This Parenting Technique Has Made a Huge Difference in My Life

The big idea: Learning to Stop, Drop and Breathe when you start to lose it with your family can help you stay calm, patient and centered.

Whether it’s a 10 year-old who knows just how to get under our skin, or a baby who won’t stop screaming, man, kids can push our buttons.

But Dr. Laura Markham, author of the wonderful blog A-ha Parenting and the essential book Peaceful Parent, Happy Child, teaches a technique that’s made a huge difference in my life.


It’s Called Stop, Drop and Breathe. Here’s How It Works.

As soon as you notice you’re losing it–snapping at your kids, saying something harsh, holding them harder than you need to, swearing, whatever–

  1. STOP. Pause whatever you’re doing. Your anger or fear has hijacked you at this point, and you’re on autopilot. So if you can just interrupt what you’re doing, that’s a big step.
  2. DROP your agenda. Step back for a moment from whatever consequences you were about to mete out or lesson you were trying to teach. Just let it go for a second. It may feel like life or death, but it rarely is.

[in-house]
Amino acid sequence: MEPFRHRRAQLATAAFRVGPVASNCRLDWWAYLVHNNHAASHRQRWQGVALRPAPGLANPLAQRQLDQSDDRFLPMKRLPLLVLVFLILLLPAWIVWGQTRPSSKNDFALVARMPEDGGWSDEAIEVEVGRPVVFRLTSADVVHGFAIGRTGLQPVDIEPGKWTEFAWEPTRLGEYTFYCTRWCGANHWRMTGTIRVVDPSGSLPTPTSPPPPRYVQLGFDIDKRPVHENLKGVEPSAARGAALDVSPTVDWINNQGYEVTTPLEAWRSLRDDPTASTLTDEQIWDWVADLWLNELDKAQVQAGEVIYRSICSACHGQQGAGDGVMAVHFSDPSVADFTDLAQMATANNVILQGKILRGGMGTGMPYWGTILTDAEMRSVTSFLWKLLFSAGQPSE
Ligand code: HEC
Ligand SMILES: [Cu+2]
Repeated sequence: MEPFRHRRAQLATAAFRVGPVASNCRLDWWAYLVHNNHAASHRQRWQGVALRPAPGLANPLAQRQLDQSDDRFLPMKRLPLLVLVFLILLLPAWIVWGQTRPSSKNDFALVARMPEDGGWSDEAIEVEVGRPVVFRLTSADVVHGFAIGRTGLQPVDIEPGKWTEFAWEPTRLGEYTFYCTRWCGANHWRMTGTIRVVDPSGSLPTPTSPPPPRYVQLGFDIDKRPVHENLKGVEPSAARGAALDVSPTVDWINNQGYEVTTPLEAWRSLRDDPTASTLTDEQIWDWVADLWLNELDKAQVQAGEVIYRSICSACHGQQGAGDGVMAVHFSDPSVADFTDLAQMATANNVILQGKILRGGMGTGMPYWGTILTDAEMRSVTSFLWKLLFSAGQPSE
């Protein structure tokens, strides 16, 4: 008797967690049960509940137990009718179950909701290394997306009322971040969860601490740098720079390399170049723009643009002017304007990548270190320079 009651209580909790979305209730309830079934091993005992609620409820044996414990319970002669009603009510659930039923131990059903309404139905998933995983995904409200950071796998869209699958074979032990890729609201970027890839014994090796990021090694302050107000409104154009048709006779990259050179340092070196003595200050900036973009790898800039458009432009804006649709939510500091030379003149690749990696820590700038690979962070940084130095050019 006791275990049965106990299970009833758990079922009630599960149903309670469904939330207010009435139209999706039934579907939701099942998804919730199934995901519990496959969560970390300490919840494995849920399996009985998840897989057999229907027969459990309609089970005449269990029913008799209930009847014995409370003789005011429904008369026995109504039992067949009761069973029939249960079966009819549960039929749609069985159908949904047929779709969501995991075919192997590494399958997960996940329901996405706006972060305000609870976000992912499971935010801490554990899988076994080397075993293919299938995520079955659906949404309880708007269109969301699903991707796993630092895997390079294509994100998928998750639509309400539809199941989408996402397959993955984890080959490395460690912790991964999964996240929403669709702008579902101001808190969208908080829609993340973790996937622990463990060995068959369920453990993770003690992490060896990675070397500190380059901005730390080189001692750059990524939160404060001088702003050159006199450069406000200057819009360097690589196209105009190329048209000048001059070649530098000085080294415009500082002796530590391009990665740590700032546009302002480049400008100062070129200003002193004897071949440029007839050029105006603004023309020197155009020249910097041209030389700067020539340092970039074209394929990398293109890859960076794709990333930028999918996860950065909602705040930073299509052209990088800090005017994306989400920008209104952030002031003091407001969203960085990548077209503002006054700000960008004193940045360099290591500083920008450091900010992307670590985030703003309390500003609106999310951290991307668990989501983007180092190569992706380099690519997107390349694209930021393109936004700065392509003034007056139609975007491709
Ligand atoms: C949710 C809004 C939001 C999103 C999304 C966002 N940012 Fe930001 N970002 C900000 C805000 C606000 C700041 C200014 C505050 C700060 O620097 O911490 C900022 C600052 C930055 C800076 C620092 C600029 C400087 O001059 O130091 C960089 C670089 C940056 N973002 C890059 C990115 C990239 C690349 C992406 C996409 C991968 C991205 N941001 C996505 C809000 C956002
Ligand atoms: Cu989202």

3. BREATHE. Take a few deep breaths. If you can, just try to feel your breath going in and out of your body. Try to physically unclench. Take a drink of water or run your hands under water.

Now that you’re calmer, try to take a moment to see the situation from your kiddo’s perspective. That simple change in perspective can be really hard in the moment, but it can make a huge difference. Whatever feelings are driving your little one’s actions may be seem ridiculous or even incomprehensible–but they’re so real for her.

calm parenting mother and son

Now, take a moment to reconnect with your little one, from a place of compassion.

And then, from that caring place, you can decide what to do next.  You can still guide your kiddo’s behavior, or set a limit, but now you can do it with patience and wisdom–which will build your connection, not undermine it.

Of course, all of this is easier said than done. Stop Drop and Breathe is a practice. Which means, you have to practice it, a lot.

It seems like nearly every day I have moments when I catch myself reacting to my kids’ behavior exactly the way I promised I wouldn’t–and moments of grace, when I am able to respond with compassion, and I see my kids’ opposition and upset melt away in my arms.

Slowly, slowly, I think I’m learning. Meanwhile, I’m trying to be as patient with myself as I want to be with my kids.


If any of this sounds useful, I highly recommend checking out Dr. Markham’s longer and richer version of this advice.